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After the battle, the units of TF 38 withdrew to Ulithi to replenish fuel and ammunition for further operations in the Philippines. The carrier task forces got underway again on 2 November for more strikes on the airfields on Luzon and the Visayas that continued until 14 November, when they withdrew again to Ulithi, arriving there three days later and Washington would be exchanged as flagship as Lee exchanged flagships with Rear Admiral Edward Hanson who had the very familiar South Dakota as his flagship. Washington would be reassigned to TG 38.3 and along with North Carolina and South Dakota sortied off the Philippines for gunnery training while the carriers were occupied attacking targets in the Philippines for the next 3 days. She arrived back in Ulithi in early December where the crew made repairs and loaded ammunition and stores in preparation future operations. She would then in mid December take part in a raid on the island of Mindoro in the western Philippines from the 14th to the 16th and on the 17th the fleet withdrew and then caught in Typhoon Cobra with the same result as North Carolina by the end of it. She would cover the carriers again when they attacked Taiwan again in early January and as a result the fleet would then attack Kamikaze aircraft massed at airfields on Luzon from January 6th and 7th, this was followed by the carrier group entering the South China Sea as mentioned previously only to find basically nothing thanks in part to the carriers efforts. She along with her sister USS North Carolina would then cover carriers in a number of raids in preparation for landings on Iwo Jima and Okinawa as mentioned previously. With the carriers Wasp and Franklin which were badly damaged by bombs, North Carolina had departed to escort them to safety and so Washington would continue shore bombardment in late March. Washington remained off Okinawa until late May, when she was detached for an overhaul. She proceeded first to San Pedro Bay, Leyte, arriving there at the beginning June, before departing for Puget Sound 5 days later on June 6th. While crossing the Pacific, she stopped in Guam and Pearl Harbor before finally arriving in Bremerton June in mid to late June. Her refit continued into September, by which time Japan had surrendered on August 15th and formally ended the war on 2nd of September, 1945.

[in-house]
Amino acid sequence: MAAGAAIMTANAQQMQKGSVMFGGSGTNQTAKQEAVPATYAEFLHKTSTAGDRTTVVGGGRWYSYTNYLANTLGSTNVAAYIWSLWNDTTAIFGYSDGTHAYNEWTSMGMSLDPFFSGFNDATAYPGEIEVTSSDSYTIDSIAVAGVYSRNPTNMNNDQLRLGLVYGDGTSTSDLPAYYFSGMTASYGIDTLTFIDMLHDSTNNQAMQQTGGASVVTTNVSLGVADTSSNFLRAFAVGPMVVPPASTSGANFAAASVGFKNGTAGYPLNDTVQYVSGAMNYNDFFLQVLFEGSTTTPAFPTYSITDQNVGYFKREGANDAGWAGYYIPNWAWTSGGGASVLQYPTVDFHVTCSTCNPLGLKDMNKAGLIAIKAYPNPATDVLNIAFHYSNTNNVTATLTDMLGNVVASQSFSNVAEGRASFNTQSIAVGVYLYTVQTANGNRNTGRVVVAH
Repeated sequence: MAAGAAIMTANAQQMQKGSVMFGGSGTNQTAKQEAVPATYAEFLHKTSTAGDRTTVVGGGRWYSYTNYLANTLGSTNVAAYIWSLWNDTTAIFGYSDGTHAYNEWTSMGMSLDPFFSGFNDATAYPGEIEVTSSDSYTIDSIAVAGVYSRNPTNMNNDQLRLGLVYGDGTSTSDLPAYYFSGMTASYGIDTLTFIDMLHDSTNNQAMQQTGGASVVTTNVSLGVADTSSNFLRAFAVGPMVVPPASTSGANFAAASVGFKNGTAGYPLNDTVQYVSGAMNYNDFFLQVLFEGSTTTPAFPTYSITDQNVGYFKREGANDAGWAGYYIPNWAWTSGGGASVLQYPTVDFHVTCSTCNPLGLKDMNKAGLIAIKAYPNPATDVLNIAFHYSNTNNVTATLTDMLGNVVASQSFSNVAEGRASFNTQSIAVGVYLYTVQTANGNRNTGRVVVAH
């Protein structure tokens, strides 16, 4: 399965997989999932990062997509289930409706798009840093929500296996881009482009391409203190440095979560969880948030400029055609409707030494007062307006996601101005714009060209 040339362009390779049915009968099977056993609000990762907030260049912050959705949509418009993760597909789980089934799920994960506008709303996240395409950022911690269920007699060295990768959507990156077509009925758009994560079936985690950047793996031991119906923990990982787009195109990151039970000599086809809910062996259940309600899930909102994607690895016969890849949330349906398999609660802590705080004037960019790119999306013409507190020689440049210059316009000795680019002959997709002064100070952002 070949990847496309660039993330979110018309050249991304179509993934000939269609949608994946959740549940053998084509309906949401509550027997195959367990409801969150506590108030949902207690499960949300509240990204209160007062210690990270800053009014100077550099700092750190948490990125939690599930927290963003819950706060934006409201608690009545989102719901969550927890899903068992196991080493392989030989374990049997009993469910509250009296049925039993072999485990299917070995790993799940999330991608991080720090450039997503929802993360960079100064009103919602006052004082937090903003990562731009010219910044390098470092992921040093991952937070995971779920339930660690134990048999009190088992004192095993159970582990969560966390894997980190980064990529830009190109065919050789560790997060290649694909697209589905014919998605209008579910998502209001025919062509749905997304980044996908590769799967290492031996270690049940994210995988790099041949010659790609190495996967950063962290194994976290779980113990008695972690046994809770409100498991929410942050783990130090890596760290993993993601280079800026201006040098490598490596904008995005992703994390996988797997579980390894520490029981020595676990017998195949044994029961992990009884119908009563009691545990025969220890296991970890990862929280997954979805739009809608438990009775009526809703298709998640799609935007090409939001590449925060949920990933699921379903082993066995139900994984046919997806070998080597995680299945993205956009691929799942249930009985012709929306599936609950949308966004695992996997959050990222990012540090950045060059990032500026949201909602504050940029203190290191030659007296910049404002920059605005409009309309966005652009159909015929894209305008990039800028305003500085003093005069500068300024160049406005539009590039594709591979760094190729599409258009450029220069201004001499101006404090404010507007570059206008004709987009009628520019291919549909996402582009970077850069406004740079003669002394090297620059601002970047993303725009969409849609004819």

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After completing her refit in September, Washington conducted sea trials, followed by a short period of training while based in San Pedro, California before she went to Philadelphia Naval Shipyard to take part in Navy Day celebrations on 27 October. Following this she, like any warship in service in the US Navy took part in Operation Magic carpet, following this she was then assigned to the Atlantic Reserve Fleet, based in New York, where she remained through the 1950s. Beginning already in 1946, the Ships Characteristics Board authorized the removal a number of the 40 mm guns from the North Carolina and South Dakota class battleships that had been decommissioned. These guns were then installed on the Iowa-class battleships when they were reactivated for the Korean War. Washington and the other battleships had their 20 mm batteries removed entirely by October 1951. Like North Carolina she was considered for modernization just like her but nothing would happen from this. The ship remained in the inventory until the beginning June 1960, when the ship was stricken from the Naval Vessel Register. She was sold for scrap on 24 May 1961 and USS Washington was towed to the Lipsett Division of Luria Brothers and scrapped.